• avatar
    heavy handle

    On a related note, anyone else notice how the wheels on these things peel, flake, bubble and turn to dust amazingly quickly? GM must use a really cheap alloy, current-gen Yukons (and siblings) have worse wheels than 10 year old Benzes. This is in a heavily salted region, maybe they hold-up better in Arizona.

  • avatar
    2KAgGolfTDI

    Who cares which wheels? The owner’s just going to spray-paint them flat black anyway…

  • avatar
    legacygt

    Thank you for pointing out the joke that is the rear cargo floor in these vehicles. I’ve been reading reviews of these things since they came out and you’re the first one to point out this obvious flaw. I guess most journalists never bother to crack the tailgate on these vehicles, let alone try to put real cargo (or dogs) in them. Some focus group asked for a 3rd row that folded flat but GM had already committed to its suspension setup and seat design. There was no way to get the seats to fold any lower so they did the only thing they could think of. They raised the cargo floor. In addition to making the cargo area smaller (sorry, I’m not counting the 4″ tall storage compartment under the raised floor) and harder to load, the whole thing looks exactly like the afterthought that it is. These higher trim levels even have a metal skid plate thing that you could theoritically slide cargo over but you can’t because you bump into the raised floor after just a couple inches of sliding. This design has no place at the Tahoe’s price points, let alone the Yukon and Escalade’s.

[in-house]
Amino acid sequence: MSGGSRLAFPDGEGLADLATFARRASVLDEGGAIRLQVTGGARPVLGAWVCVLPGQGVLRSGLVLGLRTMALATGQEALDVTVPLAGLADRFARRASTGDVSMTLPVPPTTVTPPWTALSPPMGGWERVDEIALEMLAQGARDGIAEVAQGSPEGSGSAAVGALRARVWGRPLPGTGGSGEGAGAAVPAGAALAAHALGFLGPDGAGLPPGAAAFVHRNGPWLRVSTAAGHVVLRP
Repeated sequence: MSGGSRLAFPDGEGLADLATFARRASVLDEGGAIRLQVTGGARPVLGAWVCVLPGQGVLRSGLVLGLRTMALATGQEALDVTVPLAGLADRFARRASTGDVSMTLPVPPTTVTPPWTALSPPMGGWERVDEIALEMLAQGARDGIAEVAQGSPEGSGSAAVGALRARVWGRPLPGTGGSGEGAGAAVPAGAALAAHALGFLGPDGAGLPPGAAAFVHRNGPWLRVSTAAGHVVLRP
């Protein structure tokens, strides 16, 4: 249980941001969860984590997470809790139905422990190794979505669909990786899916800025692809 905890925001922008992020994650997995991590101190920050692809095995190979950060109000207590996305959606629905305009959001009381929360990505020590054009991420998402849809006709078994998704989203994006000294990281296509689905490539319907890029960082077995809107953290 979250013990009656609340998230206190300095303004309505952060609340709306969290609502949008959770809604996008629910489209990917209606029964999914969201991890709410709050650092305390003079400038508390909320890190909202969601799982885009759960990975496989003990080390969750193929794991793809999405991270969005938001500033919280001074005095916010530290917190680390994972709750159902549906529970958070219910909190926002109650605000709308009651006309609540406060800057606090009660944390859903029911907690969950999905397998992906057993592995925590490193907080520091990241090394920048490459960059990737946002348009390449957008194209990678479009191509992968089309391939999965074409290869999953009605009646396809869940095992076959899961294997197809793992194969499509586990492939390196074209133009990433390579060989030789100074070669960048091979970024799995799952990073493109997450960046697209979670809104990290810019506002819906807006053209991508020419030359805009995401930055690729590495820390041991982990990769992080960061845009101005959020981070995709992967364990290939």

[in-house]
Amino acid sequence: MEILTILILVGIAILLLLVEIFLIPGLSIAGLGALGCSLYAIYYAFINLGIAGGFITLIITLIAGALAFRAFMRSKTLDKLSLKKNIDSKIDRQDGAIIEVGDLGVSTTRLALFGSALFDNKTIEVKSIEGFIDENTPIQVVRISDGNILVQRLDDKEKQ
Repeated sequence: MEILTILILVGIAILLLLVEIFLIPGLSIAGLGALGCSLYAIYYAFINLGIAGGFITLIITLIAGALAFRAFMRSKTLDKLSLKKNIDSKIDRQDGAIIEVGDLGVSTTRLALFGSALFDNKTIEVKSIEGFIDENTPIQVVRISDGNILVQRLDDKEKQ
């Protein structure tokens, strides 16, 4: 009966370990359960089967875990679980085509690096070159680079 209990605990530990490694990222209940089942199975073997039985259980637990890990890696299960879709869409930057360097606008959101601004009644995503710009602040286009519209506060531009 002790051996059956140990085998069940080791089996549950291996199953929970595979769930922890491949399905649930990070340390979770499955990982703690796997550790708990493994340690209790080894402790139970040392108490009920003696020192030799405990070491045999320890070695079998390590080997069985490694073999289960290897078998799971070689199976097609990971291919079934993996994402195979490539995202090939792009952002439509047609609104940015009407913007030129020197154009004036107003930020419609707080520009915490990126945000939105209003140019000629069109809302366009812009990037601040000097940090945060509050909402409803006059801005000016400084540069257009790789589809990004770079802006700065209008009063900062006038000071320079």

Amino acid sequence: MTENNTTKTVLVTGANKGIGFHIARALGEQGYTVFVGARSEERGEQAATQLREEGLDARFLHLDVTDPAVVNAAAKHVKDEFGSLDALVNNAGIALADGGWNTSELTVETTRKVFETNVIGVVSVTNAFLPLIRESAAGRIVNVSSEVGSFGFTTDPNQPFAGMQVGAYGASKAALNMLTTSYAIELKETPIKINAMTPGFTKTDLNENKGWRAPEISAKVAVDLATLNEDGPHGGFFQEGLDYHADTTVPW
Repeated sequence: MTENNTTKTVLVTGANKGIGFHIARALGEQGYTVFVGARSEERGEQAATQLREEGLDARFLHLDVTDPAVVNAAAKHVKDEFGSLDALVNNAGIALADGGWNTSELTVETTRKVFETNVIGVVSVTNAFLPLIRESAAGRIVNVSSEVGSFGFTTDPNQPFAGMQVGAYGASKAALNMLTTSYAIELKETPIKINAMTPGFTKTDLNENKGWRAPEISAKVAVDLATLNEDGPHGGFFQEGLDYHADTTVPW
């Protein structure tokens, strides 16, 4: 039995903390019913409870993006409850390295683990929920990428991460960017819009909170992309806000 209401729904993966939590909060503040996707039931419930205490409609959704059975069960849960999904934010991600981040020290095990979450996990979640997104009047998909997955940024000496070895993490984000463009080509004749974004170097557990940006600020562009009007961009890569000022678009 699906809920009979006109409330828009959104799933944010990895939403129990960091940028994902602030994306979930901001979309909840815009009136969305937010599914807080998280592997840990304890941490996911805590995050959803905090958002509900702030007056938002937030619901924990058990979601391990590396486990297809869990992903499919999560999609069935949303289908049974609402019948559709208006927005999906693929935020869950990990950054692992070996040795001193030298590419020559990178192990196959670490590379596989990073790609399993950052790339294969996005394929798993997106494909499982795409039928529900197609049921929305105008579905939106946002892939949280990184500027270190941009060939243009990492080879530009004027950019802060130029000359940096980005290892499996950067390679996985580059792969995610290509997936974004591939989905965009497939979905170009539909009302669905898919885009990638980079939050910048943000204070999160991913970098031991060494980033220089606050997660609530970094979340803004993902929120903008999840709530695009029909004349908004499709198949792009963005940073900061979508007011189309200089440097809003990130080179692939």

• avatar
    JBIG

    Mercedes-Benz reversed the trend of bigger wheels on new CUV/SUV models with the introduction of the GLC300. The 2015 GLK350 had 19-inch wheels as standard with two available packages (Appearance Package or AMG® Styling Package) that included different styled 20-inch wheels. The new GLK300 (the GLK replacement) is longer and wider but has 18-inch wheels as standard. On the new GLC. They do offer a couple of 19-inch wheel options and one 20-inch wheel option that requires choosing a $2,600 Night Package and an additional $750 charge for the 20-inch wheels. I’m not sure if the change to a smaller wheel size is due to the switch to run-flat tires (all GLCs have run flats while the GLK350 had regular tires and a donut spare) or the change in engine size (GLK350 had a 3.5 liter direct-injected 302hp V6 and the GLC has a 2.0 liter turbo-charged 241hp 4-cylinder) or was it due to providing a “better ride” and cost savings.

  • avatar
    jacob_coulter

    Who are these people that auto makers are making huge rims for?

    Is there something in the focus group testing that tells them that even 20″ rims are too small?